The special thing about the traditionally built vessel is that it carries out its work just like in the 1960s, using its own on-board gear to discharge cargo. Moreover, the “La Manche” has no port of loading – it comes from the waters of the Antarctic. There it normally sails back and forth between two trawlers that catch krill and process them into krill meal and then transports the latter to Latin America. This time, however, the reefer took its 4,170-ton cargo directly to Europe, i.e. to Neustädter Hafen, before renewing its classification, the regular ship inspection, in Riga.
“Such ships are a genuine rarity nowadays,” says Sven Riekers, Managing Director of BLG Cargo Logistics. “I hope the elegant ‘La Manche’ will remain in service for many years to come – and perhaps set course for Bremen again one day.”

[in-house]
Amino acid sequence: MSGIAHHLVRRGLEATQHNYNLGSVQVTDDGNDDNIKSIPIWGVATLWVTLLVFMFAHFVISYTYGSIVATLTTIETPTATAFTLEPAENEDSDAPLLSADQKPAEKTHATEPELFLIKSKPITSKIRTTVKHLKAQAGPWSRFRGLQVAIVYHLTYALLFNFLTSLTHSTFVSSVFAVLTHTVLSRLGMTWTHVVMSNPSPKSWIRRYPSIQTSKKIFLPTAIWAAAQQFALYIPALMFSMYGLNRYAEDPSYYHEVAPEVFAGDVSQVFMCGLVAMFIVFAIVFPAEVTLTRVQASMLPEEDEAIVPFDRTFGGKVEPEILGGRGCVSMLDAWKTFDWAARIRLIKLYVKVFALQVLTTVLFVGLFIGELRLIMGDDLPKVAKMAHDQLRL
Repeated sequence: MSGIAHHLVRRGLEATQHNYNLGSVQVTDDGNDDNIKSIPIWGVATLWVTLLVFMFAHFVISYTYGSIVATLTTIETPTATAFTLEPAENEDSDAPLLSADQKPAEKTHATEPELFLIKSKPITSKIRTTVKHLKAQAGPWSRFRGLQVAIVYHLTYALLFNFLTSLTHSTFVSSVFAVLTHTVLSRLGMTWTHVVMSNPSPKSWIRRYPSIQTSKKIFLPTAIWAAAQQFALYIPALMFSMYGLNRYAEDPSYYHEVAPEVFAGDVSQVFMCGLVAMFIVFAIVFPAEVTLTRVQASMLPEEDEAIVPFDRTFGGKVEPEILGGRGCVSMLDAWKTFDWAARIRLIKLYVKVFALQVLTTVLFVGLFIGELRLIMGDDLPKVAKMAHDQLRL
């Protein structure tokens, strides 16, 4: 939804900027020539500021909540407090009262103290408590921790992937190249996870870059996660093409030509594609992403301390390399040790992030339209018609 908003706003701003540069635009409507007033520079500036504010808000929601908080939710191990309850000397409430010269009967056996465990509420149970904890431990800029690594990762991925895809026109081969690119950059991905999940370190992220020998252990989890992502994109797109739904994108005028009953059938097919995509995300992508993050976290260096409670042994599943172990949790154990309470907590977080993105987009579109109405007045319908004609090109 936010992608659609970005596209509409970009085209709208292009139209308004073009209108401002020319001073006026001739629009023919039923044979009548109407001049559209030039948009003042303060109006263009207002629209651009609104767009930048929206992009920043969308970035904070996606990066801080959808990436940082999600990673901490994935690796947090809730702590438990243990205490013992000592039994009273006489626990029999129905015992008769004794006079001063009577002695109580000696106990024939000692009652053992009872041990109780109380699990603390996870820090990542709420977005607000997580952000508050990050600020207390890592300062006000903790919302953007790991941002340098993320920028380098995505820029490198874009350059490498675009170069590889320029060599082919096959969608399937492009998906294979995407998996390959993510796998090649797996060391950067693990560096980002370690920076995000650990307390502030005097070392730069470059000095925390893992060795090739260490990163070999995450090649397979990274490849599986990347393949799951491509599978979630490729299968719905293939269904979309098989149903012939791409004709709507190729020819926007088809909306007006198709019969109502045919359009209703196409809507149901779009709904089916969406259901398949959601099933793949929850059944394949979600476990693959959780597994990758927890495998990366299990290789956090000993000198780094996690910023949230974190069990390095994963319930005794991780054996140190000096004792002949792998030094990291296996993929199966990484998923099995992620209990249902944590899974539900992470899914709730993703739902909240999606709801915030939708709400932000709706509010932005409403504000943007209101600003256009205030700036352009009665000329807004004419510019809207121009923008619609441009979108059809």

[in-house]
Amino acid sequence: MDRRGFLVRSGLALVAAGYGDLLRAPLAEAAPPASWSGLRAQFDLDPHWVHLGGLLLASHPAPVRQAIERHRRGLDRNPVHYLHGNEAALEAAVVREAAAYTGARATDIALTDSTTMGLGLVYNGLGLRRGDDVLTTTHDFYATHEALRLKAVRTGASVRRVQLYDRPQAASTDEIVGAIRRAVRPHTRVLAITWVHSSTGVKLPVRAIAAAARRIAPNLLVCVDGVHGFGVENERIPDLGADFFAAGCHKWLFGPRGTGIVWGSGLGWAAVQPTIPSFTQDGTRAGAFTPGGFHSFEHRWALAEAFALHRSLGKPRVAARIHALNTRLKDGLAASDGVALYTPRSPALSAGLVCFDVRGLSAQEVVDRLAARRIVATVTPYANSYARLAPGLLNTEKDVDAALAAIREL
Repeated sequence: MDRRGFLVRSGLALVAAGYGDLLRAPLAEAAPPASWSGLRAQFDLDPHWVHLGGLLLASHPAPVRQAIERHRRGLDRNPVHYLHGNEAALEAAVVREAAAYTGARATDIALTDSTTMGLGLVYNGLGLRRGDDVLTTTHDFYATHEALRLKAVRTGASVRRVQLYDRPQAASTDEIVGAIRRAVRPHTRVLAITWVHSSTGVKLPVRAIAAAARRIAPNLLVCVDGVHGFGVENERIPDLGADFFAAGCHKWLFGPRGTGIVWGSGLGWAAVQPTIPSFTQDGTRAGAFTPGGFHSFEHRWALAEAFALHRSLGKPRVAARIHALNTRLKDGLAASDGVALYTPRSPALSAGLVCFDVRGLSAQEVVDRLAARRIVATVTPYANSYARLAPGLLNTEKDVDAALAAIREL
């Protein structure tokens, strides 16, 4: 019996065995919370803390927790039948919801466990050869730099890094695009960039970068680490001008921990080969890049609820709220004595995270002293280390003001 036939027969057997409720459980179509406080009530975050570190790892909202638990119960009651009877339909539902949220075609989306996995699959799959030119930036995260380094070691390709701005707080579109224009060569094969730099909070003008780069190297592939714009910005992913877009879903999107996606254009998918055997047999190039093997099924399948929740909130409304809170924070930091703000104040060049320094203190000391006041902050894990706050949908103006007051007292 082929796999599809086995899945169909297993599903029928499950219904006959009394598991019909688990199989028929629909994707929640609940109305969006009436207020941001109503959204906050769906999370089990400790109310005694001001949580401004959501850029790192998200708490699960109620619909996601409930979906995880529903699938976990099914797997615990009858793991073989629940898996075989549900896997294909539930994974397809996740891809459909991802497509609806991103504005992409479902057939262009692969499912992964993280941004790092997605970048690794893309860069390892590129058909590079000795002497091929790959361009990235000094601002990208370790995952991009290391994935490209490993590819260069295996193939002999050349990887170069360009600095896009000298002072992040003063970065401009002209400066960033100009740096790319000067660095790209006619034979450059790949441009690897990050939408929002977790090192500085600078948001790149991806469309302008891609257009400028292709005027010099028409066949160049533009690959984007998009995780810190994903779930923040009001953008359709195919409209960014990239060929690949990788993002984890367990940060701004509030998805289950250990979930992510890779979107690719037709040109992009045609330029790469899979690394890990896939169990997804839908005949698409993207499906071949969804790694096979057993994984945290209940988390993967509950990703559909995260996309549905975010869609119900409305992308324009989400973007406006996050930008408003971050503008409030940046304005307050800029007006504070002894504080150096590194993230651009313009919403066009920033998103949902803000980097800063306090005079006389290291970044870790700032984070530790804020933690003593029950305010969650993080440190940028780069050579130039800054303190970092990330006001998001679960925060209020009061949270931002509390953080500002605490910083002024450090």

“La Manche is a great ship to operate, it has gathered experience during many years in service in some of the toughest environments on the planet. With a strong focus on maintenance, we are making sure ‘the old lady’ continues to handle the rough waters of Antarctica for many years to come. An experienced ship and an experienced crew is key in successful operations in this environment,” says Tore Hetland, Director of Logistics and Supply Chain, Aker BioMarine.
Aker BioMarine’s “La Manche” is last of its kind that can service a fleet of vessels in remote areas, such as the Antarctic with fuel, supplies and bunker, as well as bring products to shore. The newer vessels are not equipped with such capabilities, which further explains the necessity for proper maintenance to keep the freighter going strong.